The peso and the Big Mac

With the Philippine peso hitting a 12-year low against the US dollar, it is possible at any time that we may see groups of people performing special dances to appease the foreign-exchange gods. Likewise, others are sticking pins in dolls fashioned to look like their favorite economic villain.

However, the issue of the foreign-exchange rate is more complicated. In theory, the value of a nation’s currency should move along the money flow. That is, if the Philippines is buying more dollars than it is selling, then the peso should depreciate. Certainly, the current peso depreciation is partly due to our negative trade balance.

Yet, this is the age of globalization and speculation, and we are operating in an environment of “fake”—artificially controlled outside of demand—interest rates. The Philippines is lumped in the broad brogue of “emerging markets [EM].”

The four largest EMs are Brazil, Russia, India and China. Other EMs include Bangladesh, Argentina, Turkey and Nigeria. When big money invests in either the stocks or currencies of the EMs, performance is measure by the moves of an index that tracks all the EMs. The Morgan Stanley Emerging Markets Index takes in 24 countries. Therefore, if that index is in a downtrend, fund managers adjust their portfolio, virtually selling across all those 24 nations.

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When the Argentine peso falls 30 percent this year and the Turkish lira drops 15 percent in the past month, there will also be Philippine peso selling. Big money is trying to stay with the trend.

While the economy and, more important, the average Filipinos are being negatively impacted by a weak peso, short-term intervention by the central bank is not a good long-term solution.

We must ask if the current low peso-exchange rate is justified and by what measure. The Big Mac index, published by The Economist, is an informal way of measuring the purchasing power parity between two currencies and provides a test to which market exchange rates result in almost the same goods costing the same in different countries.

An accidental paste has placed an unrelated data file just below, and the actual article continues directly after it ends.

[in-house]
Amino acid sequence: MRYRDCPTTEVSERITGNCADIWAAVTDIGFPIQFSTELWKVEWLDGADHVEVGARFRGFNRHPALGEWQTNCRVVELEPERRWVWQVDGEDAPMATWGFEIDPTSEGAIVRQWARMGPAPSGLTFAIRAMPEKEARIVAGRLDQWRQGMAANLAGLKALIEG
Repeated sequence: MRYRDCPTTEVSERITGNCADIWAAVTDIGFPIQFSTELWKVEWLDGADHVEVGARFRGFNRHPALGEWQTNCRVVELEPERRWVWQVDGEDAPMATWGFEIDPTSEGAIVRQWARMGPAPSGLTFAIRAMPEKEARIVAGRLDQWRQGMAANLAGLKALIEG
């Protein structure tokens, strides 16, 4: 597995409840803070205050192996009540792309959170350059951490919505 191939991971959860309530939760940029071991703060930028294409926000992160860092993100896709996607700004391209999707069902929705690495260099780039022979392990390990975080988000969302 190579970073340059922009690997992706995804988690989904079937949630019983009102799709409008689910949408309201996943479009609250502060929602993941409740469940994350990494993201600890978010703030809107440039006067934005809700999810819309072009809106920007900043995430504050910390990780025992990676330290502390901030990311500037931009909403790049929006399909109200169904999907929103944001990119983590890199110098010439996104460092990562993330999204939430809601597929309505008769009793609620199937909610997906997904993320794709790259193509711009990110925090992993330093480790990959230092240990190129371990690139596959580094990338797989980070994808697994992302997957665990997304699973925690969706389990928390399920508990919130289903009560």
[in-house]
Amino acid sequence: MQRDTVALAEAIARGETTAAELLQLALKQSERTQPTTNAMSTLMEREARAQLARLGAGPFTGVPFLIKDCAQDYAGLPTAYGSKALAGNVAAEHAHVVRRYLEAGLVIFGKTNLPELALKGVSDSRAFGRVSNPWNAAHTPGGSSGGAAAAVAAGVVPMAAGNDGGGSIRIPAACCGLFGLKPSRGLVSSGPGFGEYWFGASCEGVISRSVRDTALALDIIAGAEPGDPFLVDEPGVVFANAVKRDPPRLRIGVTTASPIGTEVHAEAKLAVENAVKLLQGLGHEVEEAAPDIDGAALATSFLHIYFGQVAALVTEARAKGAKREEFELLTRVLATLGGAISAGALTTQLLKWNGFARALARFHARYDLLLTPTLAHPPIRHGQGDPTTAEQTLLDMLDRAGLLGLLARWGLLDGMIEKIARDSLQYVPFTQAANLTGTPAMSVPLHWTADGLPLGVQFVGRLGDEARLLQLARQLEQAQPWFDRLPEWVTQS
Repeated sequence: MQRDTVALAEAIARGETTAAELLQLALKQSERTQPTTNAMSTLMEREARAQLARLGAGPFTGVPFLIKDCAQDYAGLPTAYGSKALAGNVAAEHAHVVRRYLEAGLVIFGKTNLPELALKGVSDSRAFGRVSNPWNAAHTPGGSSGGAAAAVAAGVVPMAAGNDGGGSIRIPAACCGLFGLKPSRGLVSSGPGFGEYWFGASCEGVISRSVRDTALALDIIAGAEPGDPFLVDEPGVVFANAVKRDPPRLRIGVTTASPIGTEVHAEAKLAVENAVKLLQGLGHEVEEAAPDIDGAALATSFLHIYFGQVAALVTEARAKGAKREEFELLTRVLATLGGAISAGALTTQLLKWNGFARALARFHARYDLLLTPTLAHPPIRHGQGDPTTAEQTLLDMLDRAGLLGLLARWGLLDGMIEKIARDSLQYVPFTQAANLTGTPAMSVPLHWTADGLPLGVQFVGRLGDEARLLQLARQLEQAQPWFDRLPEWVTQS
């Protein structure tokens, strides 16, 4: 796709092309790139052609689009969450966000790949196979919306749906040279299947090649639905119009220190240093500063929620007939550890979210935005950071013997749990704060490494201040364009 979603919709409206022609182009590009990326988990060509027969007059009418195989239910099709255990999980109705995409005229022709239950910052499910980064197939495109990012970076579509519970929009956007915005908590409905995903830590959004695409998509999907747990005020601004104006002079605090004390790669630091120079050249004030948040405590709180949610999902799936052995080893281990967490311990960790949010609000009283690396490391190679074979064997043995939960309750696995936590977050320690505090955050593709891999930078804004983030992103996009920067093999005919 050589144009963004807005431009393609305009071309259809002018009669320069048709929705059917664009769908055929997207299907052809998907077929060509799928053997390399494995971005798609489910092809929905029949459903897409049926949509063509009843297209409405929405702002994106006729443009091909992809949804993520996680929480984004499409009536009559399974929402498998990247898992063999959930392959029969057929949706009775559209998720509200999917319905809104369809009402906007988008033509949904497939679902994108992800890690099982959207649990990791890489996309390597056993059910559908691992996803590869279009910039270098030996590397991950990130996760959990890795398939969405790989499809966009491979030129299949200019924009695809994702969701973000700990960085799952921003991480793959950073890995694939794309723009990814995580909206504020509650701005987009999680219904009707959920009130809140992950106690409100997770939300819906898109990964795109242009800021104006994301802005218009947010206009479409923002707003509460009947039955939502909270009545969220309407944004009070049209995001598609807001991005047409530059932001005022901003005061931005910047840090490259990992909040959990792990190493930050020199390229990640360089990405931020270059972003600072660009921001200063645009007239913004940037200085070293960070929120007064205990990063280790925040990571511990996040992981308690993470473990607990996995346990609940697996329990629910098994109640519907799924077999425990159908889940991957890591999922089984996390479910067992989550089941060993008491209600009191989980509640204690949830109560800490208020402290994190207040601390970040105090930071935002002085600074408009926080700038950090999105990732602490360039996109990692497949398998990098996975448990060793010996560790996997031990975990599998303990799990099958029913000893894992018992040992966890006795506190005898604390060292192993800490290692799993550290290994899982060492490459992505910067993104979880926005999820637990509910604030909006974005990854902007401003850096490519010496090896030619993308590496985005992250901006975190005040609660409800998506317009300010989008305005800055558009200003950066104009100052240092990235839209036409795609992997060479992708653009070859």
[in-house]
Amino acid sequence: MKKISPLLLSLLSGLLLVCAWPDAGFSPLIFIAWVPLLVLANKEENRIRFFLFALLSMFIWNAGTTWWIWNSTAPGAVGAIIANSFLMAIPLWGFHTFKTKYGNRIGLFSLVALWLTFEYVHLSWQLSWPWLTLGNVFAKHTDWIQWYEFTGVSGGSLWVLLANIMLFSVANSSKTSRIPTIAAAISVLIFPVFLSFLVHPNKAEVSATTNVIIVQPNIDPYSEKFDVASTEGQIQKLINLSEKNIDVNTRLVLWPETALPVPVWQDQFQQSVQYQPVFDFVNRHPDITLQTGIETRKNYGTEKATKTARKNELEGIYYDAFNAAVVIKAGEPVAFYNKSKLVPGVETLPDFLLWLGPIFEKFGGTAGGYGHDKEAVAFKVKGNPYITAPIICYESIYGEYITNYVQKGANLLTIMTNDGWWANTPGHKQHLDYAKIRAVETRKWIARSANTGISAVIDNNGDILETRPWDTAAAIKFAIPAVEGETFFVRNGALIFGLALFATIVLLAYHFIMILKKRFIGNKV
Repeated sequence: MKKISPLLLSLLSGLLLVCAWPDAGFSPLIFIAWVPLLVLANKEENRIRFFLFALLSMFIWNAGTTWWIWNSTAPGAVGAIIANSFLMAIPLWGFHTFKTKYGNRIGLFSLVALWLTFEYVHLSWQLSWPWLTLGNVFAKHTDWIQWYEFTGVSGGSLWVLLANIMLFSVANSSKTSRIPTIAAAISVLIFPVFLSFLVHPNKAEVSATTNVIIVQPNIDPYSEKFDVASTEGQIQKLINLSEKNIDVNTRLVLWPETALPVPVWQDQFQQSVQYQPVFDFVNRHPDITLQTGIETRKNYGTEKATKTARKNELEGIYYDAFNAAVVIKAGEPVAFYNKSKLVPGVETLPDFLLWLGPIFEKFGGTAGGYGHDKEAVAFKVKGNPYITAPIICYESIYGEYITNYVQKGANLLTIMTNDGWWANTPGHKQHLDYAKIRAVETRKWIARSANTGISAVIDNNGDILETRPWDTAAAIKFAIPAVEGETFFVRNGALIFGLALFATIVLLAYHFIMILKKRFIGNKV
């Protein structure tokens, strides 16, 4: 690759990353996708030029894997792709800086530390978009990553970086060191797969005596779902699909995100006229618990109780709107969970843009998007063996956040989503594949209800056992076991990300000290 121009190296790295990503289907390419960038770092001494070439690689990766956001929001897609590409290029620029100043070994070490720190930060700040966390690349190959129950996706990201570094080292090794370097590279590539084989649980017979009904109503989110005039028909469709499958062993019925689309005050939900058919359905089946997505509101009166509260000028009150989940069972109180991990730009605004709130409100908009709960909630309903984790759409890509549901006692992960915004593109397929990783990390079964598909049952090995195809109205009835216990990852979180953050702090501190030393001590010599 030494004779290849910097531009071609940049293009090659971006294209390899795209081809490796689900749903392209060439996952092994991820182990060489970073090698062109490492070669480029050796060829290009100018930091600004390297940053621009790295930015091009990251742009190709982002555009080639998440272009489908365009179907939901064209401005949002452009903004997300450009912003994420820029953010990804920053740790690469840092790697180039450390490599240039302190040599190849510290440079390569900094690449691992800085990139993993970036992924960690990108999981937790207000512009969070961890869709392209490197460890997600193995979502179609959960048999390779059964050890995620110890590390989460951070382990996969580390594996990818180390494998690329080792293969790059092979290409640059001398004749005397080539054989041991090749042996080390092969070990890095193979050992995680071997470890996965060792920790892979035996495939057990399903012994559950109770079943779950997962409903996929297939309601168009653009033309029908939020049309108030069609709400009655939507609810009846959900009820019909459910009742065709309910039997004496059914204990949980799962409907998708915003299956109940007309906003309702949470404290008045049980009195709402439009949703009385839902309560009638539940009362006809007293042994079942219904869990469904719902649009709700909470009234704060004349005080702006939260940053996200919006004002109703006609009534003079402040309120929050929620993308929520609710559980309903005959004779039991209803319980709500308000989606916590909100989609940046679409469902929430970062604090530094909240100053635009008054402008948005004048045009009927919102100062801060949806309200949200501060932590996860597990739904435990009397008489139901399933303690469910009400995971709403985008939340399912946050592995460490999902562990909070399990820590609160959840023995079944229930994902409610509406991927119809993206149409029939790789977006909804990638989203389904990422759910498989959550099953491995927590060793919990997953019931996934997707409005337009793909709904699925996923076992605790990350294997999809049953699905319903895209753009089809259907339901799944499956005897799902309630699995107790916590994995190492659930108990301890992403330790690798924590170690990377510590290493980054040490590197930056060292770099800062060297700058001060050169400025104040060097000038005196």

Therefore, based on the exchange rate, is a Big Mac “expensive” or “cheap”? If the hamburger is cheap, then that means the local currency is undervalued, and the exchange rate should be higher. If it is expensive, then the currency is overvalued.

Using the Big Mac index for 2009, the Philippine peso was undervalued (cheap) in relation to the US dollar by 38 percent. The dollar-exchange rate then was 45.92. For 2017 the peso was undervalued by 50 percent with a 50.70 exchange rate to the dollar.

Vietnam, Turkey, India, Indonesia, Mexico and South Africa also started 2018 with their respective currencies undervalued by around 50 percent. With the exception of Vietnam, whose currency is not fully convertible, all the other currencies have depreciated more against the dollar.

If all these EM currencies are even cheaper by the Big Mac index and lower against the dollar than six months ago, what is the conclusion?

The greatest concern for most of the EMs—the Philippines an exception and excluded—is their dollar-denominated debt, particularly in light of an appreciating dollar. Both Turkey and Argentina are in serious trouble with regard to paying their debt, and this becomes more serious with their falling currencies. Unfortunately, the Philippines is painted with the same brush.

The declining peso is a problem. But it is not because of serious local economic problems. Further, there is little that we can do about it. Argentina just raised interest rates to an economy-killing 40 percent, but its currency still went down. In our case, maybe the best solution is to change the name of our currency. Maybe we could call it the “Philippine Rizal.”

 

Image Credits: Jimbo Albano

Turning Points 2018
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